Berlin Wall and War Memorials:  Touring the Mitte District with Lauren van Vuuren

Berlin Wall and War Memorials: Touring the Mitte District with Lauren van Vuuren


No events are scheduled at this time. Want to be notified when it’s back? Click the blue button to the right and we’ll notify you.

Can't make this time? A video recording will be sent to all participants after the seminar.

The central Berlin neighborhoods of Prenzlauer Berg and Mitte emerged after the fall of the Berlin Wall in 1989 as the heart of the reunited city. From pre-Second World War tenement apartments that have been transformed into high-end real estate to foster a vibrant nightlife, restaurant, and art gallery scene, the reconstructed center of Berlin glitters once again after years of decline under Communism. Yet beneath the newly glamorous facades of these neighborhoods lies a complex and fascinating history. This is Berlin, after all. 

During our conversation, we follow the Berlin Wall through Prenzlauer Berg, before entering the old Jewish Quarter and encountering the stories that its quiet streets still hold memories of in the form of the ‘Stumbling Stones’ and other Holocaust memorials. We examine the remains of the Second World War still ingrained in bullet-riddled walls, and glimpse the great New Synagogue and its Moroccan Dome towering above the Oranienburger Strasse. Finally, we arrive at the center of the city, the Museum Island, rebuilt King’s Palace, and the Royal Mile of the Unter den Linden. The German critic Karl Scheffler once said, ‘Berlin is a city condemned forever to becoming and never to being’ and here that is manifest: the main drag of Berlin is full of buildings whose meaning and significance have altered over the centuries, and whose very bricks and mortar have been subjugated to changing ideological moments, and then left marooned in a present and future that no longer refers to them, or reflects them.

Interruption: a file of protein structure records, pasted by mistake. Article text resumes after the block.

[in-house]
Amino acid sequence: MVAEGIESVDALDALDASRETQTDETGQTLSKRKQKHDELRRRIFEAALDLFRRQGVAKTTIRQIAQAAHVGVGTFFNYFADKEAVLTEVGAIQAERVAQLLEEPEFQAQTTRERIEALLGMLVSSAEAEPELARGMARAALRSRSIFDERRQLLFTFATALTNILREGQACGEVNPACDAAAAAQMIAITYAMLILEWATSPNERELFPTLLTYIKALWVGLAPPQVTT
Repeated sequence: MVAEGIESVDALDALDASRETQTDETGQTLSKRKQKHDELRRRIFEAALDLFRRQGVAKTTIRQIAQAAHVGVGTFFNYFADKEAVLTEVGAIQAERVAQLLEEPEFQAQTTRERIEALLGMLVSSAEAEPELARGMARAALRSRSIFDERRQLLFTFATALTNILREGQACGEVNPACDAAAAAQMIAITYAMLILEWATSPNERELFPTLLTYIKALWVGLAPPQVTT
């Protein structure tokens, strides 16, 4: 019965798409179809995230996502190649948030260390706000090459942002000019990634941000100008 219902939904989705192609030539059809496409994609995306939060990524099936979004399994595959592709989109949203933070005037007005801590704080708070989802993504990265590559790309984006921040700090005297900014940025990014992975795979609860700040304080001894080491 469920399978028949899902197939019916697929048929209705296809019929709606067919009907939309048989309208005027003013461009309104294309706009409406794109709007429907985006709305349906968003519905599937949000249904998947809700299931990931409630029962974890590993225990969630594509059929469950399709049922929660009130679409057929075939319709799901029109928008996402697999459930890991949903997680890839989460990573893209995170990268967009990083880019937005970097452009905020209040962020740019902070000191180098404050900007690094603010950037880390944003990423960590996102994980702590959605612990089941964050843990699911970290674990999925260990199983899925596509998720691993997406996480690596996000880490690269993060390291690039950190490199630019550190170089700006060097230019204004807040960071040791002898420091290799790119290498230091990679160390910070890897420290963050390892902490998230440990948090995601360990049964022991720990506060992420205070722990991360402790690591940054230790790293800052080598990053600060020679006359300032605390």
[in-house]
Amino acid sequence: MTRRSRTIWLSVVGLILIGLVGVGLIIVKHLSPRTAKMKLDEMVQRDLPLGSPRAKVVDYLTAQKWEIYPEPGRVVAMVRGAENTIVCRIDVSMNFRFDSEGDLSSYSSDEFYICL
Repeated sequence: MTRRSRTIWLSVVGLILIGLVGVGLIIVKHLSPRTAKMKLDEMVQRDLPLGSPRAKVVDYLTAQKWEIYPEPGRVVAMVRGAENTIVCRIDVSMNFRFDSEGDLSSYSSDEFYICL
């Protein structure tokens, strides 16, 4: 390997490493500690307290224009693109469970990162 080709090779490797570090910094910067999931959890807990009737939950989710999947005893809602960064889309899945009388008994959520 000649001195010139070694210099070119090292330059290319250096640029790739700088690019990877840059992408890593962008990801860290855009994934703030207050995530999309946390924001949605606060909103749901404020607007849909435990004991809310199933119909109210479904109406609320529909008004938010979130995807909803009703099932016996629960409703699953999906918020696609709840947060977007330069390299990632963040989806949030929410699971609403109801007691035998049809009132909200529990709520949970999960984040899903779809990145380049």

We will encounter the extraordinary story of the King’s Palace that was destroyed by the Communists and replaced by a People’s Parliament, which was in turn destroyed to build a self-conscious reconstruction of that distant baroque seat of the kings in 2022. In a similar vein, we will visit the ‘Neue Wache’ war memorial and the site of the Nazi Book burnings at Bebel Platz, before ending up in front of the Brandenburg Gate, a mighty monument at the heart of Berlin that has been the stage for some of the most iconic Berlin moments, from the occupation by Napoleon to the party on the wall in 1989.

Dr. Lauren van Vuuren is a South African born historian currently living in Berlin. As an AW Mellon Fellow and then lecturer at the University of Cape Town she taught and researched across a range of subjects from the history and theory of warfare and violence, to representations of the South African and German past on film. In December of 2012 she came to the Free University as a research fellow in contemporary history, and encountered the most compelling world she had ever experienced: Berlin. Then, the sheer weirdness of the gloomy winter city merged with her understanding of its recent past to convince her of the utter uniqueness of Berlin as a place, and as an idea. Within a year she had permanently relocated to the city. Today she researches, writes about, and teaches on the twentieth century history of Berlin. Sharing the stories of this excoriating place has become an enduring joy for her. She is the recipient of the South African Thomas Pringle award for short story writing in 2013 and is currently collaborating with a photographer on a book of stories and photographs about Berlin.

This conversation is suitable for all ages.

90 minutes, including a 30 minute Q&A.

Customer Reviews

No reviews yet
0%
(0)
0%
(0)
0%
(0)
0%
(0)
0%
(0)

Customer Reviews

No reviews yet
0%
(0)
0%
(0)
0%
(0)
0%
(0)
0%
(0)